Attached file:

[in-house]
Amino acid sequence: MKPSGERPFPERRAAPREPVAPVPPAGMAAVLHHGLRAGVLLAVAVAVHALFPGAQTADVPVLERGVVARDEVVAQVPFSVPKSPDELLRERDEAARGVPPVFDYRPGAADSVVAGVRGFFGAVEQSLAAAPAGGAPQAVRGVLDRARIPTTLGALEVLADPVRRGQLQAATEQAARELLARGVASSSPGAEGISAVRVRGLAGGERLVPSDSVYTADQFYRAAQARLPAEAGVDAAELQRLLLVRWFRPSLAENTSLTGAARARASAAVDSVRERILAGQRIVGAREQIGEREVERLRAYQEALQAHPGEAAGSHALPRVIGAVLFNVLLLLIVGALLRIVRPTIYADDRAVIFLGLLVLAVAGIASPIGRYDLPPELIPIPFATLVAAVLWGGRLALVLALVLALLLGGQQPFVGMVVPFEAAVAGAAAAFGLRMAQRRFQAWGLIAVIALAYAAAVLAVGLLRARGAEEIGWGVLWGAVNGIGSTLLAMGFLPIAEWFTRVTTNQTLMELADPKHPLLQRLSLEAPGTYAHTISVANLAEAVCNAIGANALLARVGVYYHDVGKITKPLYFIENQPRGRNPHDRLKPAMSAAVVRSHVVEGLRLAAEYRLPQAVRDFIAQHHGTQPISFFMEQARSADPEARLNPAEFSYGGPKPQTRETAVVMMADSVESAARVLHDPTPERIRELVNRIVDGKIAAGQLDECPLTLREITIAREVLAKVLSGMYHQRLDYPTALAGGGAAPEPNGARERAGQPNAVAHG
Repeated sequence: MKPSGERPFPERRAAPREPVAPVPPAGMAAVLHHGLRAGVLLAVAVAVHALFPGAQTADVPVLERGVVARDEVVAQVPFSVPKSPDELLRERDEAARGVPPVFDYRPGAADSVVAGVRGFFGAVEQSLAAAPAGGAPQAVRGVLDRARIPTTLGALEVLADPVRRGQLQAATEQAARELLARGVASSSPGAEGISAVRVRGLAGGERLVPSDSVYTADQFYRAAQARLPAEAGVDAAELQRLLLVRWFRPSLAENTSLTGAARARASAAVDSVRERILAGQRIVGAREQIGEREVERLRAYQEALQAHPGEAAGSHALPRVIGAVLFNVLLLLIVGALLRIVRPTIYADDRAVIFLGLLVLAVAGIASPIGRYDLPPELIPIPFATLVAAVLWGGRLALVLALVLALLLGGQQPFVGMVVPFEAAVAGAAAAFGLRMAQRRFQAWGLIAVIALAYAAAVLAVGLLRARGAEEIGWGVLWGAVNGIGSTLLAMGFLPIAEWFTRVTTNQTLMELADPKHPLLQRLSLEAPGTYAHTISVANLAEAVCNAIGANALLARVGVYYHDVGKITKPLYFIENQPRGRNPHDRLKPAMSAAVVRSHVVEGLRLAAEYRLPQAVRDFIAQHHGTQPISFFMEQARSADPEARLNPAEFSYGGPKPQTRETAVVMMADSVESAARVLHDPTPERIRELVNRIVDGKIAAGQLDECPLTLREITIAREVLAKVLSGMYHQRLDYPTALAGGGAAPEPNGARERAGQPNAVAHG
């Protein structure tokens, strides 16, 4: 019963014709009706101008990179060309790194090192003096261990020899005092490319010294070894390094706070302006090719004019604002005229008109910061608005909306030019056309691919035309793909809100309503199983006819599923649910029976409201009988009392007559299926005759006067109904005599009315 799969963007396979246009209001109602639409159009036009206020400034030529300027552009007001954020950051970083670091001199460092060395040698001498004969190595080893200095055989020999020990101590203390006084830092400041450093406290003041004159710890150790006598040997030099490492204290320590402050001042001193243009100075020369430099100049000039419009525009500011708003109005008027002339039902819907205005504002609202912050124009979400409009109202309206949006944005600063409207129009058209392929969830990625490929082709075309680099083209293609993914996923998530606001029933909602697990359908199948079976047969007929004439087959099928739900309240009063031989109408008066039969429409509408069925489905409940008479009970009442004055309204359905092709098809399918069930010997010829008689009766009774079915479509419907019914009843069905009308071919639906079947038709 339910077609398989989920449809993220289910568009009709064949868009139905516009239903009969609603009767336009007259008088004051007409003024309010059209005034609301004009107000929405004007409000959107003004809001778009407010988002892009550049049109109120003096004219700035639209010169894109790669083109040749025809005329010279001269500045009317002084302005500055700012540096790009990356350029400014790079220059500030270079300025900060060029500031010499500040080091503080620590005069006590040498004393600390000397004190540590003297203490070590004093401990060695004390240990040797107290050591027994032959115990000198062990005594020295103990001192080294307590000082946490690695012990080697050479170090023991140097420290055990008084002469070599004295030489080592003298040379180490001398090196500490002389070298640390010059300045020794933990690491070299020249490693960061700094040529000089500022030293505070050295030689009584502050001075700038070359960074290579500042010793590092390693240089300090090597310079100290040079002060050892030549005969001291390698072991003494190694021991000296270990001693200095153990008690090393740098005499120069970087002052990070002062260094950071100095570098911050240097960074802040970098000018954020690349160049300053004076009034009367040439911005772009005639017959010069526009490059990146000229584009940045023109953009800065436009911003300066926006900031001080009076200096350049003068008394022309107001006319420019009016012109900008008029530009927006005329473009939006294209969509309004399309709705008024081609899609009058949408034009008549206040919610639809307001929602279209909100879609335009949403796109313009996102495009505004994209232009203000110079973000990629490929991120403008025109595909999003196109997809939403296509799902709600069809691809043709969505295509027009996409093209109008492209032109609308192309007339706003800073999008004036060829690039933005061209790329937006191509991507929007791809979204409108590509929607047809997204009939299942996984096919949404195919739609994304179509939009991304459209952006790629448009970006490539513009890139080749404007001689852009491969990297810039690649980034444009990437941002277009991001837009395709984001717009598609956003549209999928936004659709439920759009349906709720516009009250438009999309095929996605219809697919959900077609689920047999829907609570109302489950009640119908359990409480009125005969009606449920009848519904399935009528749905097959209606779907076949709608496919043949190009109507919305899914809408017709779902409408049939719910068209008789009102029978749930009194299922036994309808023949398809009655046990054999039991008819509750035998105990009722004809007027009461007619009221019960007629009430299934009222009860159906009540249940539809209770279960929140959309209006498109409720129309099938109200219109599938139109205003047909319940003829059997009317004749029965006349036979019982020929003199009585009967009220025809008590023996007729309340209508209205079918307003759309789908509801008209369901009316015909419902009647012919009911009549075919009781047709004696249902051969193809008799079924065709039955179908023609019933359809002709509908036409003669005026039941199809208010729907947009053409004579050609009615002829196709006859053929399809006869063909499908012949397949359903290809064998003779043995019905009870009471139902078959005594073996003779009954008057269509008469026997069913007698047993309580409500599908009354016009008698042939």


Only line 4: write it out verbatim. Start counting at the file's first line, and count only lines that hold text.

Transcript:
């Protein structure tokens, strides 16, 4: 019963014709009706101008990179060309790194090192003096261990020899005092490319010294070894390094706070302006090719004019604002005229008109910061608005909306030019056309691919035309793909809100309503199983006819599923649910029976409201009988009392007559299926005759006067109904005599009315 799969963007396979246009209001109602639409159009036009206020400034030529300027552009007001954020950051970083670091001199460092060395040698001498004969190595080893200095055989020999020990101590203390006084830092400041450093406290003041004159710890150790006598040997030099490492204290320590402050001042001193243009100075020369430099100049000039419009525009500011708003109005008027002339039902819907205005504002609202912050124009979400409009109202309206949006944005600063409207129009058209392929969830990625490929082709075309680099083209293609993914996923998530606001029933909602697990359908199948079976047969007929004439087959099928739900309240009063031989109408008066039969429409509408069925489905409940008479009970009442004055309204359905092709098809399918069930010997010829008689009766009774079915479509419907019914009843069905009308071919639906079947038709 339910077609398989989920449809993220289910568009009709064949868009139905516009239903009969609603009767336009007259008088004051007409003024309010059209005034609301004009107000929405004007409000959107003004809001778009407010988002892009550049049109109120003096004219700035639209010169894109790669083109040749025809005329010279001269500045009317002084302005500055700012540096790009990356350029400014790079220059500030270079300025900060060029500031010499500040080091503080620590005069006590040498004393600390000397004190540590003297203490070590004093401990060695004390240990040797107290050591027994032959115990000198062990005594020295103990001192080294307590000082946490690695012990080697050479170090023991140097420290055990008084002469070599004295030489080592003298040379180490001398090196500490002389070298640390010059300045020794933990690491070299020249490693960061700094040529000089500022030293505070050295030689009584502050001075700038070359960074290579500042010793590092390693240089300090090597310079100290040079002060050892030549005969001291390698072991003494190694021991000296270990001693200095153990008690090393740098005499120069970087002052990070002062260094950071100095570098911050240097960074802040970098000018954020690349160049300053004076009034009367040439911005772009005639017959010069526009490059990146000229584009940045023109953009800065436009911003300066926006900031001080009076200096350049003068008394022309107001006319420019009016012109900008008029530009927006005329473009939006294209969509309004399309709705008024081609899609009058949408034009008549206040919610639809307001929602279209909100879609335009949403796109313009996102495009505004994209232009203000110079973000990629490929991120403008025109595909999003196109997809939403296509799902709600069809691809043709969505295509027009996409093209109008492209032109609308192309007339706003800073999008004036060829690039933005061209790329937006191509991507929007791809979204409108590509929607047809997204009939299942996984096919949404195919739609994304179509939009991304459209952006790629448009970006490539513009890139080749404007001689852009491969990297810039690649980034444009990437941002277009991001837009395709984001717009598609956003549209999928936004659709439920759009349906709720516009009250438009999309095929996605219809697919959900077609689920047999829907609570109302489950009640119908359990409480009125005969009606449920009848519904399935009528749905097959209606779907076949709608496919043949190009109507919305899914809408017709779902409408049939719910068209008789009102029978749930009194299922036994309808023949398809009655046990054999039991008819509750035998105990009722004809007027009461007619009221019960007629009430299934009222009860159906009540249940539809209770279960929140959309209006498109409720129309099938109200219109599938139109205003047909319940003829059997009317004749029965006349036979019982020929003199009585009967009220025809008590023996007729309340209508209205079918307003759309789908509801008209369901009316015909419902009647012919009911009549075919009781047709004696249902051969193809008799079924065709039955179908023609019933359809002709509908036409003669005026039941199809208010729907947009053409004579050609009615002829196709006859053929399809006869063909499908012949397949359903290809064998003779043995019905009870009471139902078959005594073996003779009954008057269509008469026997069913007698047993309580409500599908009354016009008698042939």